Tearing and Your Baby
Tearing and Your Baby (Nasolacrimal Duct Obstruction)
Most infants who have a blocked tear duct during the first year of their life will get better without any treatment.
Babies enter the world with a cry
but they do not begin producing tears until about three weeks later. Tears
which are necessary for the natural lubrication of the eyes
flow through a series of drainage channels that carry the fluid into the nose.
Babies who have noticeable watering of the eyes – with tears overflowing from the lids onto the cheeks – probably have a blockage in their tear drainage system. This problem is very common
occurring in about one in three babies. In 6 to 20 per cent of those babies
there are noticeable symptoms. Most cases resolve completely within the first year of life. If not
the blockage can be opened with gentle massage or with a simple treatment.
Symptoms of Blocked Drainage
The eyes may water excessively
even when your baby is not crying
and the eyelashes may have crust and mucous on them
particularly in the morning. If there is an infection
which can result from the abnormal backup and pooling of tears
the eyes may become red and the lids may swell
perhaps with a thick yellowish-white discharge. The symptoms of a blocked tear duct may get worse after a sinus or upper respiratory infection. Also
they may be more noticeable after the baby has been exposed to wind and cold
because these may cause increased production of tears.
What Causes the Tearing?
Tears normally drain from the eyes through tiny tube-like channels called canaliculi
which are located under the skin at the inner corner of the eyelids. These channels carry the tears into the tear sac
near the side of the nose
and then into the tear duct
which empties into the nose (that’s one reason your nose runs when you cry).
In most newborns
there is a thin membrane covering the tear duct where it enters the nose. This membrane usually opens within the first six weeks of life
but in some babies it doesn’t open until much later. In others
the membrane needs some help becoming unblocked.
Most infants who have a blocked tear duct during the first year of their life will get better without any treatment. But you can help speed up the process by massaging carefully over the tear sac. If excessive mucous production or eye infections accompany the tearing
antibiotics may also be prescribed.
How to massage: Find the tear sac by placing your index finger firmly on the inner corner of the baby’s eyelids
near the nose. You will feel a ridge of bone under your finger. Press down gently but firmly toward the nostril and hold it (do not rub) for 3 to 4 seconds. Do this three or four times a day
making sure your hands are freshly washed and fingernails are short. If you do not understand these instructions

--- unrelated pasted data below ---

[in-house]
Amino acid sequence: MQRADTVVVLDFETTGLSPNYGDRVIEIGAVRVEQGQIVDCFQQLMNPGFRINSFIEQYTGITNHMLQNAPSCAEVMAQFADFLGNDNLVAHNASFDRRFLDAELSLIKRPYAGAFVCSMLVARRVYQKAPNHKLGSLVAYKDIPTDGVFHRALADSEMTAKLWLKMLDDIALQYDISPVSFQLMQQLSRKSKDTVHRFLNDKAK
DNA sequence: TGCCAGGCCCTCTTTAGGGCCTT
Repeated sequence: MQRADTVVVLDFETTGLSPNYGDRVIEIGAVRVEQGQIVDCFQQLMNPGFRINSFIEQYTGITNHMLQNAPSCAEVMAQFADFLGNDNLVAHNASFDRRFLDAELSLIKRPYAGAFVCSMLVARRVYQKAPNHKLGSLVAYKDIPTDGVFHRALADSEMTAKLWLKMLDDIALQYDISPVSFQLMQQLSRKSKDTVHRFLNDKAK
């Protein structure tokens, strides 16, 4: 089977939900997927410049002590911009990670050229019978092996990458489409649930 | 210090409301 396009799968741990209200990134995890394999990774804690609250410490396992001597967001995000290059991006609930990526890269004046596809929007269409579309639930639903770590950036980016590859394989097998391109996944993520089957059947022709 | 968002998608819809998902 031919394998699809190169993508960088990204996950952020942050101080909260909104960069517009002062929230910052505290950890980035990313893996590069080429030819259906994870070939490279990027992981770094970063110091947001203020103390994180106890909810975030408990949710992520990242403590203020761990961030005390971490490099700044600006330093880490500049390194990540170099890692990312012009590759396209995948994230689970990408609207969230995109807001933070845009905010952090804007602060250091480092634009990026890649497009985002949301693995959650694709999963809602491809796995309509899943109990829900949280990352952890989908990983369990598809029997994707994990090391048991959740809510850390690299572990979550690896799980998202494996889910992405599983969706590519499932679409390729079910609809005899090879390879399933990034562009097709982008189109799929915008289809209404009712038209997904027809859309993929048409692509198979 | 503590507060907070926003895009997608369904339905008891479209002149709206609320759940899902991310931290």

someone in the office will go over them with you.
What Is a Probing?
If the tearing problem does not improve after allowing sufficient time for the natural opening process and the massaging to work
or if your baby has frequent eye infections
the tear duct may need to be probed. This procedure involves a thin metallic rod being gently slipped into the tear duct and pushed through the membranous block. The probe acts like a pipe cleaner to remove the obstruction.
This is a painless
minor procedure that usually takes less than five minutes. If your baby is older than six months
the procedure will probably be performed in the hospital operating room
since general anesthesia may be needed to keep the baby from moving while the delicate channels near the eyes are being probed.
Except for the time in the operating and recovery rooms
you will be able to stay with your baby
and he or she can go home with you the same day. Occasionally
a baby develops a mild nosebleed after returning home. If bleeding is any more than a few drops
please call the office right away. Probing is about 90 to 95% effective and is an extraordinarily safe procedure. For those few infants in which probing fails
a second probing may be attempted
or silicone tubes may be placed in the tear duct until an open passageway is secured
usually about three to six months after placement.
The majority of obstructions will open spontaneously by the time your baby is one year old. If this is not the case
nasolacrimal duct probing is usually performed. This procedure is generally quite safe
and can often provide an immediate cure. In a very small number of babies
it may not work because of some other abnormality of the tear drainage system. In that case
additional procedures will be required to allow tears to drain properly. If any type of surgical procedure is recommended for your baby the risks present with any surgery and anaesthesia will be carefully explained to you along with the potential benefits. Fortunately tearing problems are almost always managed simply and successfully. Being born with a blocked tear duct does not mean that a baby will have other congenital eye problems.